You can’t go mobile with a desktop mindset — but that’s just what too many IT organizations do. The most commonly applied mobile app policies are holdovers from the PC environment, like two-factor authentication and selective access based on Active Directory membership. These measures may be useful in a traditional computing setting, but they’re woefully inadequate for the new world of enterprise mobility. They fail to account for concepts like jailbroken devices, bring-your-own-device (BYOD), untrusted public networks and offline usage.
To make enterprise mobility both secure and fully productive, you need to apply new policies designed specifically for the way mobile users work today. It’s not just about introducing restrictions and roadblocks — you also need to empower people to do even more with their mobile apps and devices to enable greater business value.
Let’s step back and consider why we’re talking about mobile app policies in the first place. Just a year ago, many organizations thought mobile device management (MDM) would be all they needed for secure mobility. But with so many different kinds of workers in the organization — full-time and part-time employees, contractors, temps, partners — it quickly turned out that we needed a more sophisticated approach. You can’t manage a device that belongs to a freelancer or partner company, and your own employees probably don’t want your hands all over their BYOD devices, either. What really matters is managing the apps themselves. Hence, the rise of mobile application management (MAM).
The essence of good MAM is flexibility and granularity — being able to apply different policies for different apps, user types and mobility scenarios. If you get those policies right, your enterprise mobility security strategy is off to a strong start. Here are five you won’t want to leave out.
1. Block app access if a device is jailbroken or rooted
It happens every day. An employee leaves his tablet lying on the kitchen counter after work and his teenage son grabs it to play games. Before long, he’s jailbroken it to sideload the cool new Android game all his friends are talking about — the one you can only get in a private app store. Hello, malware.
From now on, everything that employee does on the device is vulnerable to location tracking, data theft and other threats. The device may even have been rooted, allowing broad access to its Android functionality and settings.
To protect your business, make sure to block jailbroken devices from accessing your corporate apps and network.
2. Selectively allow copy/paste
Sometimes it’s fine to allow people to copy and paste content among mobile apps, like when an attorney uses a secure mobile email solution to send some contract language from her firm’s document management system to a client. But you sure wouldn't want her to put that same language into her personal email — or, heaven forbid, on Yahoo! Mail.
The key is to take a granular approach to data leakage protection, allowing some apps to share content — for example, a secure enterprise document sharing app with a secure business email app — while preventing others. One way to do this is with a private clipboard that’s only used by secure, managed apps, and can’t be accessed by the device’s native consumer-grade apps. This allows ample productivity without exposing data to risk.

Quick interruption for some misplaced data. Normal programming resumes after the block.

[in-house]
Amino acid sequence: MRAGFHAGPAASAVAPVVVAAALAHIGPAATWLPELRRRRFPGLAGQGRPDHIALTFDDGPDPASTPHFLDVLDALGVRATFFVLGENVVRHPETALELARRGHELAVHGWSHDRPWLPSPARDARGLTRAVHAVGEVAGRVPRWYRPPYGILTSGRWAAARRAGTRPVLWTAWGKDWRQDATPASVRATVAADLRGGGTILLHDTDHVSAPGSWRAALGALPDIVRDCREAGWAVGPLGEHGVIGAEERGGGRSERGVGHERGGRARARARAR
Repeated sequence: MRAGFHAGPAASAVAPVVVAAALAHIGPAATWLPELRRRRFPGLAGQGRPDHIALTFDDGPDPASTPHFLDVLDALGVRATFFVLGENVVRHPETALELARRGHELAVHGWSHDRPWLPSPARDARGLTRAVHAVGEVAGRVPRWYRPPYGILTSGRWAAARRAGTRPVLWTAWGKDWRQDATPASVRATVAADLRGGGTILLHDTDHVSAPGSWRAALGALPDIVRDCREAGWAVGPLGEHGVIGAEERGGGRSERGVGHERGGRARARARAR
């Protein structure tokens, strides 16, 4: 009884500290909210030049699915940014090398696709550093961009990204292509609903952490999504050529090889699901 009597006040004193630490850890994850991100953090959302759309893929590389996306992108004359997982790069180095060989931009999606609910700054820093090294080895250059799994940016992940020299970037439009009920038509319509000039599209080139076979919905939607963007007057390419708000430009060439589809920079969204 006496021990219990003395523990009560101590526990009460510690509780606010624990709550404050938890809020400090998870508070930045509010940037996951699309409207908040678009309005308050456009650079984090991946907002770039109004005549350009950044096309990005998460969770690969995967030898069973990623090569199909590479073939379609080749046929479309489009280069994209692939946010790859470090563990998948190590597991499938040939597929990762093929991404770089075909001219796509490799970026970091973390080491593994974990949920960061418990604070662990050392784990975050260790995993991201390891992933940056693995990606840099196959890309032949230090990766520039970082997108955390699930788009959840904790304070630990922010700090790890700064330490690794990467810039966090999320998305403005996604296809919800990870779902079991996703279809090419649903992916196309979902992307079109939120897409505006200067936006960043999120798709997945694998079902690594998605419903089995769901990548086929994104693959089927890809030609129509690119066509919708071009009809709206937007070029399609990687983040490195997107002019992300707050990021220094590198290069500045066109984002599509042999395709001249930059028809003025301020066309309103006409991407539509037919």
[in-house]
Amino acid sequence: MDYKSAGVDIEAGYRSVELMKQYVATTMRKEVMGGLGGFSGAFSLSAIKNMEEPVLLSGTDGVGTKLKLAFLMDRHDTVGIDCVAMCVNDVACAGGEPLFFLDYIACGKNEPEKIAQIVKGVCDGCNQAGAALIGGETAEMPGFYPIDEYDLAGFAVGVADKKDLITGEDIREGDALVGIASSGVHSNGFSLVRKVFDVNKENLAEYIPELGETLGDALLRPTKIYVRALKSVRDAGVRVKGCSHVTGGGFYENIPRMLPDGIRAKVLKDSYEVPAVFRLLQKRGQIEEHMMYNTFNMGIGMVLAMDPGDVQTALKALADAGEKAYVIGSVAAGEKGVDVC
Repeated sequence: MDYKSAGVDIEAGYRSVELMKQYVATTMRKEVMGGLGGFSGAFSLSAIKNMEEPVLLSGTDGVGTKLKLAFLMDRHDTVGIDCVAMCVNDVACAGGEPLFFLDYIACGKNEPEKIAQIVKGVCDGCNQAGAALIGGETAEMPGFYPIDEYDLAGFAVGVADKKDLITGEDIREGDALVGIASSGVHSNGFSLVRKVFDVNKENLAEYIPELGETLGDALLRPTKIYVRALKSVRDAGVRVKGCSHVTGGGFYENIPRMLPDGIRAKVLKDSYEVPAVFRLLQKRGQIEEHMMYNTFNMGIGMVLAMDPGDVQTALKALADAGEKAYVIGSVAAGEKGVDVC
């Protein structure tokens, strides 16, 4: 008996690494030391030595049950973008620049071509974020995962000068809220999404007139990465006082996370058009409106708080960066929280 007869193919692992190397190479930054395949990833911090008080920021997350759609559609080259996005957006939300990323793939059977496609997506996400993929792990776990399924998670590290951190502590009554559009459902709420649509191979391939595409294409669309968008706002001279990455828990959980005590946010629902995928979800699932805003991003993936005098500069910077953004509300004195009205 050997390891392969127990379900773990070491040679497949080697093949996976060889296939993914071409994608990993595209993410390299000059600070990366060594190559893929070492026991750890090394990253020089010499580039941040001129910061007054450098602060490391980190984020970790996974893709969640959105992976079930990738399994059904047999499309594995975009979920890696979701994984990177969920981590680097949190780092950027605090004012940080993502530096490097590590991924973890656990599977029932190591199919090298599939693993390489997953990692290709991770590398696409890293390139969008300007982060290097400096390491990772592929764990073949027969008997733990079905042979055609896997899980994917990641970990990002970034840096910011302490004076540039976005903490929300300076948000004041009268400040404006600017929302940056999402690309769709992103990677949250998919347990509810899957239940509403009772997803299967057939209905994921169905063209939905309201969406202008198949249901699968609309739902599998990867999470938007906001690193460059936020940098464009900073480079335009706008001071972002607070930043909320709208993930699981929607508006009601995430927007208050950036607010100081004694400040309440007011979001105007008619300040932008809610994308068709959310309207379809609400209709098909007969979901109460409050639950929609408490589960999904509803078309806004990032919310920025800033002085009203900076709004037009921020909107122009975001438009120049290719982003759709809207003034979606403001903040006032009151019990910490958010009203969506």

3. Define app access by network type or location
People love the freedom to be able to work productively anywhere — a café, a WiFi-enabled park, an airport lounge. But if you’re a financial services organization or a hospital, that free WiFi can come at a high price in terms of security. Who knows who might be snooping into those networks and capturing your passwords, corporate data and other sensitive information? Should people really be sending your clients’ financial information over SSID BlackHatInTheMiddle?
You don't want to lock out public networks entirely — after all, there are plenty of tasks that don’t involve sensitive information. But there are certain apps that should only be allowed on secured networks, like those that access regulated data, trade secrets and legal contracts. You might also decide to allow access for some apps only over specified SSIDs — like only allowing access to electronic medical records (EMR) over your hospital’s own WLAN.
4. Control app usage based on connectivity
For some apps, you need to be able to track how when and for how long people used them, and what they did — for example, healthcare and legal industry apps where audit trails and non-repudiation come into play. This can be true for both employees and partner personnel.
To support this, you can set a policy to restrict the app to work only when the device is online, or else set a maximum amount of time for its offline use.
5. Enable follow-me data across platforms
One of the main advantages of enterprise mobility is the ability to choose the right device for the right situation: a laptop for an extended business trip, a tablet for an overnighter or a sales call. Of course, it only helps if you can access the documents you need on whatever device you happen to be using. One way to do this is to email the files in question to yourself, but that’s a hassle, and inevitably raises problems with forgotten items and out-of-sync versions when you get back to the office.
- Has Google Delivered a Killer Blow to Microsoft Office Apps?
- Should You Use LinkedIn to Build a Network or an Audience?
- 5 Marketing Lessons From HubSpot
- Microsoft Leaves Ballmer Bleeding as It Moves On
- A Graceful Exit for Box?
- Dave Gray on Work Like a Network and the Role of Hierarchies
- Does Jive Do Social Better by Putting the End User First?